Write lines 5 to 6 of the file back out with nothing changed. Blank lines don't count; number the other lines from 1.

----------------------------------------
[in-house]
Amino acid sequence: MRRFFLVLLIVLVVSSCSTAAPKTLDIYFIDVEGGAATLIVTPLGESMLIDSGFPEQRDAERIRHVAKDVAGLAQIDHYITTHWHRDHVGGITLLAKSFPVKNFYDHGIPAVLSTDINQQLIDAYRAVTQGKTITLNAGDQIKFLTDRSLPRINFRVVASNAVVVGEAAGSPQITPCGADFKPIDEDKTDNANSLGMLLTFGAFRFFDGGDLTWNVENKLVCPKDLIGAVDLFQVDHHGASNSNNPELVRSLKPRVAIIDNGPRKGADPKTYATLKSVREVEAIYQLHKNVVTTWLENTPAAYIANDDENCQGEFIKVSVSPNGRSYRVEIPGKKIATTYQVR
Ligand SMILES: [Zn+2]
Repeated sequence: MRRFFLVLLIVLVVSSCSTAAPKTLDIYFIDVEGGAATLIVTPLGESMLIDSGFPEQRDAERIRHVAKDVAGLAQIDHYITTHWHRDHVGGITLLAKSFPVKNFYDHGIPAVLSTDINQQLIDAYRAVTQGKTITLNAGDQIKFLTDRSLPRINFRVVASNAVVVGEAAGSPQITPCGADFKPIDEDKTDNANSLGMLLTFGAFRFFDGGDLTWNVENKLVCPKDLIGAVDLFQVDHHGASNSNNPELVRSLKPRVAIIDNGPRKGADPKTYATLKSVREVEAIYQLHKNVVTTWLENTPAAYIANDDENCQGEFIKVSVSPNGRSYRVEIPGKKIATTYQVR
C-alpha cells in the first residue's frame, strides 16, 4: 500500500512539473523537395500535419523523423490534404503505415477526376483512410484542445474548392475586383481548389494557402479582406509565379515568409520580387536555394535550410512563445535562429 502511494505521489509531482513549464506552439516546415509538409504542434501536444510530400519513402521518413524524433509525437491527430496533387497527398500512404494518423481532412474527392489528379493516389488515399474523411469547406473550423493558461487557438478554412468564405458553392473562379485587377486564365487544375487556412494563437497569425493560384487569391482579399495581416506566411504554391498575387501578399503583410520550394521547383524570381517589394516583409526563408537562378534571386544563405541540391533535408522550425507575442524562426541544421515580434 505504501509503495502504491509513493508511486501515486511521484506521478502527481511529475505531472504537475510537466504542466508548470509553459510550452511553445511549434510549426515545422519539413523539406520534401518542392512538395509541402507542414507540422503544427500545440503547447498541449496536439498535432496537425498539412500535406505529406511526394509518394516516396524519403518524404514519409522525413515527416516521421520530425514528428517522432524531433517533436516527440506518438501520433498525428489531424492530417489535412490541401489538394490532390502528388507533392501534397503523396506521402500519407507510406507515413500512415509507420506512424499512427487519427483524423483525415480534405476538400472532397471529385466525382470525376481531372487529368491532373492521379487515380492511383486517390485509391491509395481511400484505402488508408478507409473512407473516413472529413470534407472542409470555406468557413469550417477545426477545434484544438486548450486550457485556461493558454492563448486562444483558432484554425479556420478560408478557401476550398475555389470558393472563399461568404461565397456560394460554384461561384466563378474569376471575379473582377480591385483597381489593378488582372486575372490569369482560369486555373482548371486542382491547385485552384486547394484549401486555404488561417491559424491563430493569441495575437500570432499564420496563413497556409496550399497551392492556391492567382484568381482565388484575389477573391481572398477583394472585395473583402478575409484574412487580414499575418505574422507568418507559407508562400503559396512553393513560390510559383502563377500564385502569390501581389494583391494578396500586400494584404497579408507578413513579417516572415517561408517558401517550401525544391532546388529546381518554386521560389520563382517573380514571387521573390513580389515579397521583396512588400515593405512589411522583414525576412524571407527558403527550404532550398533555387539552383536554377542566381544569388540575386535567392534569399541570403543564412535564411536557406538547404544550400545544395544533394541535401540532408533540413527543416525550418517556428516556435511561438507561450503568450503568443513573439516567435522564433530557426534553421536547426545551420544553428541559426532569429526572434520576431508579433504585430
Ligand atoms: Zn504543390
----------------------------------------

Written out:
C-alpha cells in the first residue's frame, strides 16, 4: 500500500512539473523537395500535419523523423490534404503505415477526376483512410484542445474548392475586383481548389494557402479582406509565379515568409520580387536555394535550410512563445535562429 502511494505521489509531482513549464506552439516546415509538409504542434501536444510530400519513402521518413524524433509525437491527430496533387497527398500512404494518423481532412474527392489528379493516389488515399474523411469547406473550423493558461487557438478554412468564405458553392473562379485587377486564365487544375487556412494563437497569425493560384487569391482579399495581416506566411504554391498575387501578399503583410520550394521547383524570381517589394516583409526563408537562378534571386544563405541540391533535408522550425507575442524562426541544421515580434 505504501509503495502504491509513493508511486501515486511521484506521478502527481511529475505531472504537475510537466504542466508548470509553459510550452511553445511549434510549426515545422519539413523539406520534401518542392512538395509541402507542414507540422503544427500545440503547447498541449496536439498535432496537425498539412500535406505529406511526394509518394516516396524519403518524404514519409522525413515527416516521421520530425514528428517522432524531433517533436516527440506518438501520433498525428489531424492530417489535412490541401489538394490532390502528388507533392501534397503523396506521402500519407507510406507515413500512415509507420506512424499512427487519427483524423483525415480534405476538400472532397471529385466525382470525376481531372487529368491532373492521379487515380492511383486517390485509391491509395481511400484505402488508408478507409473512407473516413472529413470534407472542409470555406468557413469550417477545426477545434484544438486548450486550457485556461493558454492563448486562444483558432484554425479556420478560408478557401476550398475555389470558393472563399461568404461565397456560394460554384461561384466563378474569376471575379473582377480591385483597381489593378488582372486575372490569369482560369486555373482548371486542382491547385485552384486547394484549401486555404488561417491559424491563430493569441495575437500570432499564420496563413497556409496550399497551392492556391492567382484568381482565388484575389477573391481572398477583394472585395473583402478575409484574412487580414499575418505574422507568418507559407508562400503559396512553393513560390510559383502563377500564385502569390501581389494583391494578396500586400494584404497579408507578413513579417516572415517561408517558401517550401525544391532546388529546381518554386521560389520563382517573380514571387521573390513580389515579397521583396512588400515593405512589411522583414525576412524571407527558403527550404532550398533555387539552383536554377542566381544569388540575386535567392534569399541570403543564412535564411536557406538547404544550400545544395544533394541535401540532408533540413527543416525550418517556428516556435511561438507561450503568450503568443513573439516567435522564433530557426534553421536547426545551420544553428541559426532569429526572434520576431508579433504585430
Ligand atoms: Zn504543390